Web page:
Performing Shakespeare: Unlocking the Text by FelixPosted: Monday 11 April 2016
When we’re touring, we often get questions from students about how to perform Shakespeare effectively – especially given that the language can be quite hard! Sometimes when we’re looking at a whole scene, or an entire play, it’s tough to know where to even begin! So that’s the topic of this blog: how to begin unlocking the text, and discovering clues about the scene.
Let’s look at an example of a short excerpt from Romeo and Juliet:
Give me a torch. I am not for this ambling.
Being but heavy, I will bear the light.
Nay, gentle Romeo, we must have you dance.
Not I, believe me. You have dancing shoes
With nimble soles. I have a soul of lead
So stakes me to the ground I cannot move.
So, right from the first line, we’re given a clue as to the nature of the scene. Romeo says “give me a torch.” This means it must be dark. It seems obvious, but little clues like this are often overlooked. Also, historically, the torch-bearers never danced (as they had to provide the light for everyone else) so Romeo is also trying to make sure he doesn’t have to dance, by carrying the torch. This idea of Romeo not wanting to dance is supported by the second half of the line, “I am not for this ambling.” Romeo is pretty clearly saying that he does not want to go.
In the next line, we get a clue as to how Romeo is feeling. “Being but heavy,” suggests he is feeling sad or depressed. Shakespeare often uses words that we recognise in modern language, but he uses them in a different way. Nowadays the word heavy usually means something with a lot of weight, but here, Romeo is describing himself as being weighed down by sadness.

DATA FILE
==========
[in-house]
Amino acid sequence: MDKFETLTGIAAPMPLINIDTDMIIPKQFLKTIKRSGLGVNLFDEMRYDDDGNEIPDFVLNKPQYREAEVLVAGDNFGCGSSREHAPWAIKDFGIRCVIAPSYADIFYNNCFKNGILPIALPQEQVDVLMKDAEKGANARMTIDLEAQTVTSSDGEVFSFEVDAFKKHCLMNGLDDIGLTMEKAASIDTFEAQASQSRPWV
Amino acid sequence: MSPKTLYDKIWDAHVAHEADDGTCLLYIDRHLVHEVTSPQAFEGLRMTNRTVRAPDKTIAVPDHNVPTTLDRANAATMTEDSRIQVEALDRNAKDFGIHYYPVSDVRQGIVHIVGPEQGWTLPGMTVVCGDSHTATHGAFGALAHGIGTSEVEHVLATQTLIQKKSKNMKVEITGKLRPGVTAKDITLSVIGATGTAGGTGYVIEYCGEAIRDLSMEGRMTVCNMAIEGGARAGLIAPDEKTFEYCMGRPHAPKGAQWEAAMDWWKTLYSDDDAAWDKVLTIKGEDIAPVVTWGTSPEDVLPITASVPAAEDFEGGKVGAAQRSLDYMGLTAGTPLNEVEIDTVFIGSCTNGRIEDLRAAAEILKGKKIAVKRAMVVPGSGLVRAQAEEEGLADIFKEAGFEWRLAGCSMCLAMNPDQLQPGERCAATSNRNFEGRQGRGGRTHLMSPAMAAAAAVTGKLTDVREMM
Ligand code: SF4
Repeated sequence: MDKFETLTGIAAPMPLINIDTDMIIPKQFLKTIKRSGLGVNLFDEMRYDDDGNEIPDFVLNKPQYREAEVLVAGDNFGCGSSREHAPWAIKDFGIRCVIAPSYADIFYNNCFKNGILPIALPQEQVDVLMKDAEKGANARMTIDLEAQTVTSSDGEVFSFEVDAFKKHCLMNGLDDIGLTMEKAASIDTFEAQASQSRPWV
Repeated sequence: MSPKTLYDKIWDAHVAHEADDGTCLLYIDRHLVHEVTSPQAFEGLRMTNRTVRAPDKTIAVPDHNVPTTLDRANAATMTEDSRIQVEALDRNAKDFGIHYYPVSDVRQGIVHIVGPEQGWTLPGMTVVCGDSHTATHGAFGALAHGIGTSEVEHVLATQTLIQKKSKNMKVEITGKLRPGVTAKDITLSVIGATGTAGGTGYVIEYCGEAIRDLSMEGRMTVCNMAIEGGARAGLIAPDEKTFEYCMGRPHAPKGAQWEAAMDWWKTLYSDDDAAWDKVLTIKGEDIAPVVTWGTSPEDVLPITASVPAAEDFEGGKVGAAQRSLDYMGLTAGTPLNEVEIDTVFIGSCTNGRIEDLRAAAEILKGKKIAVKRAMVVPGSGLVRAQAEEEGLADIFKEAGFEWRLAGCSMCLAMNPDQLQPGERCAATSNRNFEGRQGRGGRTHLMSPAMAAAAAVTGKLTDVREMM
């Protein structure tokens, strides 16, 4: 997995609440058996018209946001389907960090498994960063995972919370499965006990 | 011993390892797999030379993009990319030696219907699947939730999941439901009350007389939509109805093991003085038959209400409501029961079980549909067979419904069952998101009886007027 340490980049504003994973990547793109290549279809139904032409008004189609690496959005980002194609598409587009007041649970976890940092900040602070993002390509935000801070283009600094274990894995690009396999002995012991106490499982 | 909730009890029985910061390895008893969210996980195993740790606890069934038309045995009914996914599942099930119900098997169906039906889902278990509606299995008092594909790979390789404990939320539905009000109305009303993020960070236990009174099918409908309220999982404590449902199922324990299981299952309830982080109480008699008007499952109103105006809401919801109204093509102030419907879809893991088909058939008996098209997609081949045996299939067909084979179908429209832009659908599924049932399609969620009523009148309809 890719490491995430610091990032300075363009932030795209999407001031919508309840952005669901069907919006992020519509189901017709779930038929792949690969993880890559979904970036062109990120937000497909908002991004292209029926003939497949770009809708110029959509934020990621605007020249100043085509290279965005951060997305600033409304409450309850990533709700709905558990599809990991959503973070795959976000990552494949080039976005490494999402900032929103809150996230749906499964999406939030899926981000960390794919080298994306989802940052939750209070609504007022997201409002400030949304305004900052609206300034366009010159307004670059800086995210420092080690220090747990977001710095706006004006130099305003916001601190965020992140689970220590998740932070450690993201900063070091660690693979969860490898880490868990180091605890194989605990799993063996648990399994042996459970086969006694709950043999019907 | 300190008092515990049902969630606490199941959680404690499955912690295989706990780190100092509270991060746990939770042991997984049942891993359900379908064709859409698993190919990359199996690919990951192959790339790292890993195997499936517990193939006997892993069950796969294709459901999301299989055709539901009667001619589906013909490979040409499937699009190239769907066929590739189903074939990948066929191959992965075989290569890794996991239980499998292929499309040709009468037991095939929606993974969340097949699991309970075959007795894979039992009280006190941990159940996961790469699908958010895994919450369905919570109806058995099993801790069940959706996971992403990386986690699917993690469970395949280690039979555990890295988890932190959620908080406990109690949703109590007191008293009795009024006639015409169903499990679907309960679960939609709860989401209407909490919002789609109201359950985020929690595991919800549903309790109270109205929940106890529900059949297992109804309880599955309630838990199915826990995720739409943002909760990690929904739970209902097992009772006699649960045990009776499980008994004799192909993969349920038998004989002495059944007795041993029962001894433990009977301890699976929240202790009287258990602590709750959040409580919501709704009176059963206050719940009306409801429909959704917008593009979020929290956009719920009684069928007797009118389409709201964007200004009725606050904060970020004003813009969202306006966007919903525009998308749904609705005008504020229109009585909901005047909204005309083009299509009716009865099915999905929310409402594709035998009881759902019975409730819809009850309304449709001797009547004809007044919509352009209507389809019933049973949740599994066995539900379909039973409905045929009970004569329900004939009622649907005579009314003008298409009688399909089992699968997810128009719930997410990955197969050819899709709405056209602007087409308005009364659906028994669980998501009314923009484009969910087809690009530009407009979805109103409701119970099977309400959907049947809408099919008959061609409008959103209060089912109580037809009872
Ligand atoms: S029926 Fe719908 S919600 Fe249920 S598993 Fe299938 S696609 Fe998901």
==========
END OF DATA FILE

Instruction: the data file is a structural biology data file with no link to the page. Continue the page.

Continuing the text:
The second half of the line shows Romeo’s wit, and Shakespeare’s clever wordplay – “I will bear the light.” Literally, Romeo is saying he will carry the torch. But there’s more to it than that! The heaviness that Romeo complains of, suggests a burden that he is carrying. Shakespeare continues this metaphor with the word “bear,” meaning to carry, and adds a clever pun with the antithetical word, “light.”
So we can see the opposites or antitheses in capital letters: “Being but HEAVY, I will bear the LIGHT.”
Mercutio answers him with some straightforward teasing. “Nay, gentle Romeo, we must have you dance!” But even here, the word “gentle” gives us a clue as to Romeo’s nature.
In the next lines, we get a little clue as to Mercutio’s physicality – the way he moves. Romeo says “you have dancing shoes with nimble soles.” He’s not telling us that Mercutio has come wearing ballet flats, he’s describing Mercutio’s agility and speed. This gives us some ideas about who the character of Mercutio is.
He then continues with another pun, or wordplay, this time using homophones. Having just referred to Mercutio’s “soles,” he then talks about his own “soul.” Two words that sound the same, but have different meanings. This use of wordplay and quick-wittedness that Shakespeare gives to Romeo throughout the play is one of the most important characteristics of who he is: he is a poet, intelligent, quick-witted and romantic; a gentle soul.
In the last line shown here, Romeo returns to the image of heaviness by referring to his soul being made of “lead.” Lead is one of the heaviest metals, but it is also a cheap and common metal, often associated with dullness. So we get a stronger sense of his depression and melancholy here. Romeo tells us that because his soul feels as if it were made of lead, and therefore very heavy, he is pinned to the ground by it, and can’t possibly dance.
As we start to unlock the language of Shakespeare, we can see just how many clues he has left for us as to who these characters are, and how we could play them. In just six lines of text, we have exposed all sorts of clues and ideas about Romeo and Mercutio, their relationship, and the time of day (or night).
Hopefully, this helps you guys who are learning scenes for English or Drama, and shows you that you don’t need to be intimidated by the language, but just go through it, line by line, word by word. Once you begin to dig below the surface, you will find that there is a wealth of clues and ideas just waiting to be unlocked! Good luck!
Felix – Team Capulet.